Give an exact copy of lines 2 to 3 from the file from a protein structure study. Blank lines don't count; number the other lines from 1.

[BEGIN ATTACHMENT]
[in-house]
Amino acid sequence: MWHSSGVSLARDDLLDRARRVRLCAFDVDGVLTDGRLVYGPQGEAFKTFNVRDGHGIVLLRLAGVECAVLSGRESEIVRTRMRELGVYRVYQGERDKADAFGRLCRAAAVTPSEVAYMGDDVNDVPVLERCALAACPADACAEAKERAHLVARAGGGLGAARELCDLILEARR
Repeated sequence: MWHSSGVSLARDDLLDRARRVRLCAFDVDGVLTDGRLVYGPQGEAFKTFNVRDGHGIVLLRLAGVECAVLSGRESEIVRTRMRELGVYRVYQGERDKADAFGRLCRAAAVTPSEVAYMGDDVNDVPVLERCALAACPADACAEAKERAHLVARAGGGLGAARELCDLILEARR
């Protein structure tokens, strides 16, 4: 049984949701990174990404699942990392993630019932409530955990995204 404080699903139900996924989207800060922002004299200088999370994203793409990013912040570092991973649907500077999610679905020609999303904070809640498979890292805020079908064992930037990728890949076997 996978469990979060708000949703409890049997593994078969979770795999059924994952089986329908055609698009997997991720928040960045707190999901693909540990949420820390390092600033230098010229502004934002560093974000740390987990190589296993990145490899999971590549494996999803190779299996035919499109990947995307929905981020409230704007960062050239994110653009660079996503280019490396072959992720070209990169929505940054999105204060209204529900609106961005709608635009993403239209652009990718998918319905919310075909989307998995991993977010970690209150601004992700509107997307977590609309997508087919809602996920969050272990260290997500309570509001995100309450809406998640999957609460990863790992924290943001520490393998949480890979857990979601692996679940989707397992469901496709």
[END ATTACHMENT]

Amino acid sequence: MWHSSGVSLARDDLLDRARRVRLCAFDVDGVLTDGRLVYGPQGEAFKTFNVRDGHGIVLLRLAGVECAVLSGRESEIVRTRMRELGVYRVYQGERDKADAFGRLCRAAAVTPSEVAYMGDDVNDVPVLERCALAACPADACAEAKERAHLVARAGGGLGAARELCDLILEARR
Repeated sequence: MWHSSGVSLARDDLLDRARRVRLCAFDVDGVLTDGRLVYGPQGEAFKTFNVRDGHGIVLLRLAGVECAVLSGRESEIVRTRMRELGVYRVYQGERDKADAFGRLCRAAAVTPSEVAYMGDDVNDVPVLERCALAACPADACAEAKERAHLVARAGGGLGAARELCDLILEARR